Pages

January 21, 2008

Cigarette size plasma jet powered UAVs

There is interesting progress being made to develop a nanoair vehicle that weighs less than 10 grams and is shorter than 3 inches. A promising design is using electricity and plasma jets.

plasma micro thruster UAV
Plasma micro thruster powered UAV the size of a cigarette

“It’s a new propulsion technology to be used by micro and nano-unmanned aerial vehicles, or UAV,” Jacob said. “By micro, we mean smaller than a foot, and by nano, we mean smaller than six inches.”

This is part of the DARPA nanoair vehicle program

The Nano Air Vehicle (NAV) Program will develop and demonstrate an extremely small (less than 7.5 cm), ultra-lightweight (less than 10 grams) air vehicle system with the potential to perform indoor and outdoor military missions.

Technical Area Figures of Merit -Phase I targets
1. Aerodynamic Performance and Airfoil/Wing/Rotor Design and Manufacture Develop computational aerodynamic modeling tools to design a high performance airfoil at a low Reynolds number.
Demonstrate reliable wing manufacturing principles and achieve wing loading of > 0.1 kg/m2.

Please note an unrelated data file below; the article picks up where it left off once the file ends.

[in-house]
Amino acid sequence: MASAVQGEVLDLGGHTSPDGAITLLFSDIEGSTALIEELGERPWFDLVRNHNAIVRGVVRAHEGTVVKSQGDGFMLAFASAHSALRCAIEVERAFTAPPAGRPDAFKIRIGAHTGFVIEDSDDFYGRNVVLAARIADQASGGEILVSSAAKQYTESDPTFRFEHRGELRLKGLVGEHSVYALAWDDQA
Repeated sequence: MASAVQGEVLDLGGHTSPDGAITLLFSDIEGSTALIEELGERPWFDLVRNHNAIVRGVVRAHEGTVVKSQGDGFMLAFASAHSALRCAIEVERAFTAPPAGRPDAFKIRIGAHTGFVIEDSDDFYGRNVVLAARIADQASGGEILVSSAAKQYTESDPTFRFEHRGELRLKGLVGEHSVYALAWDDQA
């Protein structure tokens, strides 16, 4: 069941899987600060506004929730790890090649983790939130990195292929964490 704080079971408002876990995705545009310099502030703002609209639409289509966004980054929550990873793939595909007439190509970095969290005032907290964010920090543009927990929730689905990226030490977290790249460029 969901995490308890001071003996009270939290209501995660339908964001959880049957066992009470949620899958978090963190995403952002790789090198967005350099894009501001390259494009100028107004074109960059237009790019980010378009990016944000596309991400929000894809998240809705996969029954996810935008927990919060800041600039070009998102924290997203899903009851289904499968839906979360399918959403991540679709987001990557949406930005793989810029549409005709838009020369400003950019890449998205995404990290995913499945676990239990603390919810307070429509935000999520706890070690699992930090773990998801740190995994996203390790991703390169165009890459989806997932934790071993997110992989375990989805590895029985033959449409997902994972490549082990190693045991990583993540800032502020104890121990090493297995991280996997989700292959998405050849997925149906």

Demonstrate airfoil section steady lift to drag capability over 8 at low Reynolds number (Re < 15,000).

2. Propulsion and Power Demonstrate system electrical power to mechanical transduction conversion efficiency of at least 20 percent. Demonstrate an ability to meet power requirements for a notional mission of 1 kilometer with a total hover time of over one minute.



19 page pdf, Santhanakrishnan, A. and Jacob, J.D., “On Plasma Synthetic Jet Actuators,”
Plasma actuators, also known as dielectric barrier discharge actuators (or OAUGDPTM, one atmosphere uniform glow discharge plasma1) typically refer to an asymmetric arrangement of two electrodes separated by dielectric material. Back in Jan 2006 they were creating 10,000 pulses of 1 m/s jets.

FURTHER READING
Hydrodynamics & Aerodynamics Laboratory at Oklahoma State University is working on novel applications of fluid mechanics, particularly to aerospace, including flow control, UAV design, and bio-fluid mechanics.

0 comments: